The Arabic written word will be showcased at the Expo 2020 site, thanks to a collection of calligraphy-inspired benches that will wrap the grounds "like a poem".
Each functional design spells out a "meaningful word in Arabic script", and will offer visitors a place to sit while visiting Expo 2020.
They have been designed by British architect Asif Khan, in collaboration with Lebanese typographer Lara Captan, who lives in Amsterdam. The word choices were "crowd-sourced" on social media, and also contributed to by a workshop of 30 young Emirati professionals.
Khan says of the benches: "[These] words wrap the Expo site like a poem."
"The hundreds of social media users who contributed inspired ideas weren’t aware of the final purpose of their suggestions – until now (which gives potential for social media engagement with those who participated)," a representative for Expo 2020 said in statement. "The suggested words were workshopped with a panel of young Emiratis who selected the final words and discussed their meaning and where they should be located on the site."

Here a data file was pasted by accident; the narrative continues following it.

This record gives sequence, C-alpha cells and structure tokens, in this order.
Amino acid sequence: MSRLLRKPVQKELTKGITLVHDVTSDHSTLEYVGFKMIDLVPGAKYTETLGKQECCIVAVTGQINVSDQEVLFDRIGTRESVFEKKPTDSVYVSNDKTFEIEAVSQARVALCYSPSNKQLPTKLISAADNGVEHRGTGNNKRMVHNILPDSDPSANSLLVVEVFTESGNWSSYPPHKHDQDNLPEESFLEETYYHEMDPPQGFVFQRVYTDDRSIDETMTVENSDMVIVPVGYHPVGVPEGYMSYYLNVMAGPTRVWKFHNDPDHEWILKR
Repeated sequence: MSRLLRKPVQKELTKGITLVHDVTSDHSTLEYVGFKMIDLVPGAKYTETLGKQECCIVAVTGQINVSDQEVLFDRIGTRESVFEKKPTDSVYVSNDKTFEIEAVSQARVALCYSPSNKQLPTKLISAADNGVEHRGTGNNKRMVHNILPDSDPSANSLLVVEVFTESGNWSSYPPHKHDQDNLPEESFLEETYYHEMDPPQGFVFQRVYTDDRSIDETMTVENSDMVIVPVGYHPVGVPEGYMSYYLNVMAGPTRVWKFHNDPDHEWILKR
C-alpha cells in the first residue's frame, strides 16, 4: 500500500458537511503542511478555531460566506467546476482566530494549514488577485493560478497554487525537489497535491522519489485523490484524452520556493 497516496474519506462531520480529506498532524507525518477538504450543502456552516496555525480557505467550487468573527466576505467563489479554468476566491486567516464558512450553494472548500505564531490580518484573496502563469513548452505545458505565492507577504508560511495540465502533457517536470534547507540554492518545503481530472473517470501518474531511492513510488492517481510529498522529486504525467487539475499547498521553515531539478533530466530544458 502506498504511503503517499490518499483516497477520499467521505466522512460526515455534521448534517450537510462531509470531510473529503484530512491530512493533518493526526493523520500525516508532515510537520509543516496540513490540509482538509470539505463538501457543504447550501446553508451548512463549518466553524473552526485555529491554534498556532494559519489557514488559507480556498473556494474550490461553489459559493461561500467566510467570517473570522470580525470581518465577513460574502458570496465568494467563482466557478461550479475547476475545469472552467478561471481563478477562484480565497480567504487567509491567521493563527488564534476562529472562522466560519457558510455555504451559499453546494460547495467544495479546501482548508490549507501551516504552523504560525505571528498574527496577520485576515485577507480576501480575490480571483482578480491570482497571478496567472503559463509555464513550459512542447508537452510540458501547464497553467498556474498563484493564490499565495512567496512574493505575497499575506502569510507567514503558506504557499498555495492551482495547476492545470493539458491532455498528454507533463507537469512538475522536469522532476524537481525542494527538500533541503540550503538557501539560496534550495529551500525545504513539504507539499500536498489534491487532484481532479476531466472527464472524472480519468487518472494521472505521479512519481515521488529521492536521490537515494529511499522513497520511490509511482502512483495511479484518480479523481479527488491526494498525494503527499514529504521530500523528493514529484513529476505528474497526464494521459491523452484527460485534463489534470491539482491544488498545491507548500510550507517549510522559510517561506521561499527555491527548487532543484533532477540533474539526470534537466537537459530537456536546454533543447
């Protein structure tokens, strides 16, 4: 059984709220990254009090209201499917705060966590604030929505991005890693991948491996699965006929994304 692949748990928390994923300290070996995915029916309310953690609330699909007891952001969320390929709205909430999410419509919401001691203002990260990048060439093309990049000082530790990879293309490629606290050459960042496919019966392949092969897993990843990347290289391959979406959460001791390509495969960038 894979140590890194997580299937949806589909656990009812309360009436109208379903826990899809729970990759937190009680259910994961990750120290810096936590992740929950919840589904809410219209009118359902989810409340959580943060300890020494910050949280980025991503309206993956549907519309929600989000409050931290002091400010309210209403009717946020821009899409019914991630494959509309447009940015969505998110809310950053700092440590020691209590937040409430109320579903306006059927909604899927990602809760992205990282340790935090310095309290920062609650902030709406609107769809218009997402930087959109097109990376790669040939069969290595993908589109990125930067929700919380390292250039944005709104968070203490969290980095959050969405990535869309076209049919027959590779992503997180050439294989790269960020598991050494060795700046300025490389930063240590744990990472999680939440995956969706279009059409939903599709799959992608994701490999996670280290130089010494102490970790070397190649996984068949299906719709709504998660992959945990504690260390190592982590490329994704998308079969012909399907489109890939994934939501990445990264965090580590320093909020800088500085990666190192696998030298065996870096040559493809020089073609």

The word choices have been considered to reflect the districts they will be placed in and even the material they are made from. The spokesperson explains: "The word for ‘vision’ is transparent, and the bench for the word ‘dream’ is actually a series of hammocks."
Each of the benches will be accompanied by a plaque that explains its meaning and has information about the word choice. They will also be featured on a range of Expo 2020 apparel.
Khan is also the architect behind the three entry portals unveiled last week, the first element to be revealed from his design of Expo 2020's Public Realm, which is made up of more than six kilometres of walkable areas across the site.
“The portals are the first thing you see as you approach the site, so they are a landmark at the beginning and end of your journey at Expo 2020,” says Khan. “I would like visitors to Expo, especially children, to be inspired by architecture they have never seen before, and to be excited that it is part of the heritage of the region. Passing through the doors represents a physical and symbolic act of moving from the past into the future."